Competency One: Leadership
Leaders set the tone, pace, and expectations for a culture as they inescapably role model what is expected, desired, and/or tolerated in the company. People assume permission to do what they perceive is modeled by their next level of leadership. Leaders model being a “coach practitioner” engaged in continuous learning about what it means to be a coach.
Competency Two: Customer Focus
Customers are the life-line of the organization. Business practices are established to pro-actively seek, verify, understand, and positively respond to challenges identified in customer feedback, and follow-up with (internal & external) customer stakeholders to ensure satisfaction.
Competency Three: 360° Coaching
A coaching culture incorporates coaching up (to your Boss), laterally (to your Peers), and down (to your Direct Reports), and encourages people to coach outside their management ‘line of sight’. Coaching conversations make it easier for people to talk about what is important in their jobs and in serving the strategy & mission of the organization.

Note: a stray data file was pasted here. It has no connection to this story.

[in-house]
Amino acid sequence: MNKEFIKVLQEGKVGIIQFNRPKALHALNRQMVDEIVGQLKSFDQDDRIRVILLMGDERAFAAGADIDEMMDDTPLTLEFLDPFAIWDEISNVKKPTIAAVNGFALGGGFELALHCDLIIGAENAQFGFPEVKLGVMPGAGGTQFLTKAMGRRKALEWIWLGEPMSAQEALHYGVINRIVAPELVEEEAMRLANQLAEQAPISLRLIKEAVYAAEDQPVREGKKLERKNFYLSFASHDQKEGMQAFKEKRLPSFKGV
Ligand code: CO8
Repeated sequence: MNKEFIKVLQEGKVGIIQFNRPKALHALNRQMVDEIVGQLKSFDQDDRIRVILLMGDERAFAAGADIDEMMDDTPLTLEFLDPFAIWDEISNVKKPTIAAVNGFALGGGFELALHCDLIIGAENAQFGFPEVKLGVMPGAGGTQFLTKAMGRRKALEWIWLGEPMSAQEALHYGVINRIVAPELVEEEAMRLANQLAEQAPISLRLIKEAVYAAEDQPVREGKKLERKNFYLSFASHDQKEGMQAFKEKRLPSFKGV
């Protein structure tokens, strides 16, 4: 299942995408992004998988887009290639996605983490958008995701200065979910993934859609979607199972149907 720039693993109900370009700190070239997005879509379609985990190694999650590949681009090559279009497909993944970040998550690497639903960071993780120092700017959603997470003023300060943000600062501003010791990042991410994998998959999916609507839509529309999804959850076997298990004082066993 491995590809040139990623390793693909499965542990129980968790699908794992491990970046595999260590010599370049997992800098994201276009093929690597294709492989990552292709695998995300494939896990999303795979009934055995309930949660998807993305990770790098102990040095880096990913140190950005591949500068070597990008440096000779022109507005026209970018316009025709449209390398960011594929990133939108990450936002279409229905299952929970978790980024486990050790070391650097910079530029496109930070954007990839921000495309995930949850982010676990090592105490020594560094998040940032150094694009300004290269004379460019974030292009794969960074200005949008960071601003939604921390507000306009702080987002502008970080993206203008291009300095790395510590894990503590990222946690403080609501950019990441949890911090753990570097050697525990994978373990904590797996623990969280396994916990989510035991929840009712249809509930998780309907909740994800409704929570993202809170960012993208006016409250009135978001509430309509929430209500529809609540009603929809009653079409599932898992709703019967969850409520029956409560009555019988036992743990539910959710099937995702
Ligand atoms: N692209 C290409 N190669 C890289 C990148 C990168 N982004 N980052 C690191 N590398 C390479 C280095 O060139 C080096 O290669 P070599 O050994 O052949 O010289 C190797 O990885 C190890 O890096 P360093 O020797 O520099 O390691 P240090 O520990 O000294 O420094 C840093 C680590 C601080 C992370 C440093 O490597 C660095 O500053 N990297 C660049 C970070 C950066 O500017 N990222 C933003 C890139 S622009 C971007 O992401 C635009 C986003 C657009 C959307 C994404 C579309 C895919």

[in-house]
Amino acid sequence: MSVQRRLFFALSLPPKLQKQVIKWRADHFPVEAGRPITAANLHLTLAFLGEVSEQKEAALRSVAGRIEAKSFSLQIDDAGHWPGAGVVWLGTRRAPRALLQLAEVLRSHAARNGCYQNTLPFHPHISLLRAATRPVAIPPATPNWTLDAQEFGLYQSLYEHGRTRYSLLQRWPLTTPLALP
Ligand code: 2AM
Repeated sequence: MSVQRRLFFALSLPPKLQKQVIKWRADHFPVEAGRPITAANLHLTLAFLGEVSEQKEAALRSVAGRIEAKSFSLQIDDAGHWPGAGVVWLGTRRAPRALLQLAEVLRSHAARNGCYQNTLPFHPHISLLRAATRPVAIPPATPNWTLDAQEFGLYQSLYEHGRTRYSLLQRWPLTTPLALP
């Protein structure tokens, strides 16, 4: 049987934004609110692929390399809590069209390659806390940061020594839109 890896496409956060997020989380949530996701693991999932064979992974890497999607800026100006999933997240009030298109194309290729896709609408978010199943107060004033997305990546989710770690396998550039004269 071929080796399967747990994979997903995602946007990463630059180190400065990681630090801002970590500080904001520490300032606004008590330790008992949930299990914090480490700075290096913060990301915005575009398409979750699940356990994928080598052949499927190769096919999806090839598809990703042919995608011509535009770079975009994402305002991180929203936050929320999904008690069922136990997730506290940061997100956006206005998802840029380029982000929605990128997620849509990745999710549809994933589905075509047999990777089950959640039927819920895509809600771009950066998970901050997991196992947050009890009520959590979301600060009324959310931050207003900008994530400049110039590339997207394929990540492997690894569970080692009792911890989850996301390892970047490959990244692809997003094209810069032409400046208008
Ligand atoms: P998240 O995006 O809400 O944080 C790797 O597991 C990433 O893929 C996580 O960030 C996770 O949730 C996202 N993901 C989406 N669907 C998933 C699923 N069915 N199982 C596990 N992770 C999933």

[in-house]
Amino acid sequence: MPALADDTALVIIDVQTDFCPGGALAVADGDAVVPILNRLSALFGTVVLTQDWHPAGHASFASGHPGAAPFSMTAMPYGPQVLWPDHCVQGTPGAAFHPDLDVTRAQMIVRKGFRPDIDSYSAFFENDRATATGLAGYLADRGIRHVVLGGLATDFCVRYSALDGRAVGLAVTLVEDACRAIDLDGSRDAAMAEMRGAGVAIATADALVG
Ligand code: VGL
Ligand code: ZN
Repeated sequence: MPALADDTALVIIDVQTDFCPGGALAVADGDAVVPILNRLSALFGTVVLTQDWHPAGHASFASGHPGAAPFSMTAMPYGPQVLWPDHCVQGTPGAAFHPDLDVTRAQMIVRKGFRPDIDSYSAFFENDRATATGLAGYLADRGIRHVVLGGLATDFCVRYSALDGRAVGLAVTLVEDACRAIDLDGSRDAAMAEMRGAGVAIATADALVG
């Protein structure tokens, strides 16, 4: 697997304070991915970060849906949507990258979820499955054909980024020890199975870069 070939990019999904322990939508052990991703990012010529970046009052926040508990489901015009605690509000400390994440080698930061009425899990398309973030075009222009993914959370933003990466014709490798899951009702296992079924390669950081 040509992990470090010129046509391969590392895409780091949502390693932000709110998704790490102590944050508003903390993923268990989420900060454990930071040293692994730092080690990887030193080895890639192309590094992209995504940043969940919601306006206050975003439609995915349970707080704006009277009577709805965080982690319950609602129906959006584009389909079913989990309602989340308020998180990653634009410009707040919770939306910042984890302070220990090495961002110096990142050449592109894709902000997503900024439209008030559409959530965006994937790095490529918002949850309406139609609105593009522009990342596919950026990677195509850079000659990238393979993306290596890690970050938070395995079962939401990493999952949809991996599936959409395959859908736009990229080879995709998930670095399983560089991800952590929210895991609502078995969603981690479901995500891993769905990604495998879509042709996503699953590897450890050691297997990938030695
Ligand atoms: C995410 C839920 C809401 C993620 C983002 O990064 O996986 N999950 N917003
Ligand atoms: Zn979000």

Competency Four: Learning & Change
People are expected to have learning conversations with all teammates that result in more understanding and support for one another, more cohesion and trust, easier resolution of conflicts, and more results for the organization. People safely challenge ideas and decisions, lessons learned are shared more easily, risk-taking is enhanced and the organization becomes more effective and efficient.
Competency Five: Systems Integration
All Human Resource Systems that impact people (recruiting, training, performance evaluations, promotions, compensation, personal development plans, etc.) have directly integrated coaching principles into their practices. The systems support and encourage coaching as a way of life.